In Guru ji’s accounts, he calls the Lord by the name of Maha-kalika Kalika (The Eternal Divine Might) which also is a nobler form of the name of Durga. Many people with little knowledge have mistakenly taken this as Durga puja, but it is intended, like Ram and Hari and other deity-names, to be a name which the Eternal is designated. Bhagauti meaning “Mistress of all prosperity” which sometimes is also associated with Durga, is constantly used by Guru Ji in many compositions as one of the synonyms of the Lord as symbolised in the might of the Sword of Righteousness, which is drawn to protect faith and truth against evil.
Thus, with no theological preoccupations in the mind of Guru Sahib Ji, the sole aspect of the story of Durga was to rouse the spirit. The composition in Punjabi opens with the adoration of the Sword or Divine might by the name of Bhagauti. After offering worship to the Supreme Lord follows the adoration of the nine Gurus who were Guru Gobind Singh Ji’s predecessors. This sequence is significant, in as much as the Gurus are and can only be put after God Himself. The omission of the tenth, himself is because of the humility and modesty characteristics of Guru’s mind and is a clear indication that these compositions can be from the pen of none other then Guru Sahib Ji.
After narrating briefly the danger from the power of the demons and how Indra the king of the gods seeks Durgas assistance the story moves to the battle scenes. There are several most capable demons who are brave and capable of duplicating themselves rapidly every time their blood is split. This is a fine allergy of the inexhaustible power of evil in the universe which the goodness is constantly warring without quite fully destroying it. The demons put up a most brave fight which is described on the pattern of the classical art of war in ancient India, as war with the well known four wings of the army – foot, horse, elephant and chariots. All manner of ancient weapons of war are brought into use. The sound effects are eloquent, and in places the descriptions touch great height of poetic art. The battle rages with indecisive results at various stages. The demons are succeeded by others, Madhu, Kaitabh, the whole unending race comes to do battle with Durga, and all are utterly defeated.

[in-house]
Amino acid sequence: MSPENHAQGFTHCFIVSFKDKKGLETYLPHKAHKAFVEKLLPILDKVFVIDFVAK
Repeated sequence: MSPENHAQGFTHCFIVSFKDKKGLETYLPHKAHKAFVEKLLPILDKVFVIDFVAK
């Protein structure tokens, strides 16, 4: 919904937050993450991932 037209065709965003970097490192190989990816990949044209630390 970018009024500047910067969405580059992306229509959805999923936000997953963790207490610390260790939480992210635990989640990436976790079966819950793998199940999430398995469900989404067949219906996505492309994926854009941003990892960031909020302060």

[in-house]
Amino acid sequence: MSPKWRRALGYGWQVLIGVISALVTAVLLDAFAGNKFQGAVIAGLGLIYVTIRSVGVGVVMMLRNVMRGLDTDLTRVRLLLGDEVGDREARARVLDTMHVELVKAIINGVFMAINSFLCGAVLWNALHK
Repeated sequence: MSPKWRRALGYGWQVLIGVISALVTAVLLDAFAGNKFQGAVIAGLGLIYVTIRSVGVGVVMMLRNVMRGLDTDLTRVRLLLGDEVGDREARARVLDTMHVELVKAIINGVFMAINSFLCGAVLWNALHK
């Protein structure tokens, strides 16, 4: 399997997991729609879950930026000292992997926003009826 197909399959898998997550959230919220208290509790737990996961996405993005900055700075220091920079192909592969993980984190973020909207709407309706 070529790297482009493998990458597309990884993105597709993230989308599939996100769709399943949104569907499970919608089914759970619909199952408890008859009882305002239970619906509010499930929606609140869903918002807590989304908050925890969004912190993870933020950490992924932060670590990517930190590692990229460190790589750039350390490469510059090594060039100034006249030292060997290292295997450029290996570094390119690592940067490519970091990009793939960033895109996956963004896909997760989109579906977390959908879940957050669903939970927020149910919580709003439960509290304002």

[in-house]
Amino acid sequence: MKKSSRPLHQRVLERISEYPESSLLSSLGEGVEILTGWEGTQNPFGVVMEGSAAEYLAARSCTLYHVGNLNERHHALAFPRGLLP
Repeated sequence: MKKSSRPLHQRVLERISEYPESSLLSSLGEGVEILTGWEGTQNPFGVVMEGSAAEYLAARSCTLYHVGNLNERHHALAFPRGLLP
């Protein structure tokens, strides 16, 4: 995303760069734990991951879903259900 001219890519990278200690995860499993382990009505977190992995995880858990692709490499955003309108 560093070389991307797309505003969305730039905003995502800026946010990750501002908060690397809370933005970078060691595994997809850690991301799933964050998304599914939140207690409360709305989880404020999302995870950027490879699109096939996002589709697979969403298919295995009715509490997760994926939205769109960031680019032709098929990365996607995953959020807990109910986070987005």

Durga the queen grasped her sword evoking mighty blessing on it;
And striking Sumbha the chief it drank his precious life-blood;
Sumbha fell from his saddle.
The sword issuing from his wound dyed in blood,
As is a princess wearing robes of red.
Thus ends this heroic tale, whose power is great to annul his transmigration who chants it.